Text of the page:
It sure is getting crowded around here.
In 1977, Jim Fixx released his book, The Complete Book of Running, and helped usher in what has become known as the first great running boom. Millions of non-running Americans took to the streets with their running shoes, shaggy hair trapped under red, white, and blue headbands, and mustaches. It was the era of disco. And what better way to look groovy in the leisure suit than with a nice, svelte, runner’s physique. Also, considering the state of the economy and the gas shortages, it probably just seemed like a prudent idea at the time anyhow.
I remember those years. One of my first encounters with the sport of running was in the late 70’s as a wee elementary aged lad with the block’s best bowl cut and mischievous just-wait-til-Devils-Night smirk. (Kids don’t do “Devil’s Night” anymore, do they? Shame.) I watched my neighbor, a doctor, run circles around my block for seemingly hours on end. It looked so exhausting. And uninspiring the way he huffed and puffed around the corner and back out of view. We watched, ate popsicles on the porch, and mocked his perspiration levels and challenged each other to touch….no, wring out…no, drape his running shirt over your face. Ewwwww. You know, stuff like that. Double dog dares that usually ended with someone having to do something unsavory and humiliating with the runner’s perspiration.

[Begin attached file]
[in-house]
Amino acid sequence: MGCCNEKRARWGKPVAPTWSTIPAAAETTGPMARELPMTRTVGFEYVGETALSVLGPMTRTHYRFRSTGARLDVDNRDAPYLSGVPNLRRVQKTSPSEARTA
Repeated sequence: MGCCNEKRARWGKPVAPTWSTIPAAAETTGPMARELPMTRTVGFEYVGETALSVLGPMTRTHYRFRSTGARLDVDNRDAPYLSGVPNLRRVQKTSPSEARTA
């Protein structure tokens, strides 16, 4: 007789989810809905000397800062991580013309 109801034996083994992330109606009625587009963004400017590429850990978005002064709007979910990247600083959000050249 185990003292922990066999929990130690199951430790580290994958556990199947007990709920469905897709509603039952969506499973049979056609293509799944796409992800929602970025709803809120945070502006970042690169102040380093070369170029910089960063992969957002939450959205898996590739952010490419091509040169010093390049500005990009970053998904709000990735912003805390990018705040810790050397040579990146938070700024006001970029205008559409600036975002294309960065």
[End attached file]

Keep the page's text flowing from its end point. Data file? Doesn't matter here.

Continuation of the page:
Plus, he wore those unnerving split side running shorts. Even in the 70’s, those were uncool. I don’t know what he was the doctor of but it certainly wasn’t Fashion.
Looking back, I think this particular memory had a lasting impact on my running life. Or, more accurately, my lack of running in my early life. I was always a natural runner. On playgrounds and school races, I finished near or at the front. They always played me at forward in soccer so that I could run back and forth across the entire field, never tiring. My older brothers couldn’t catch up to me after I slugged them in the back for no reason and took off down the street until their angry footsteps faded away.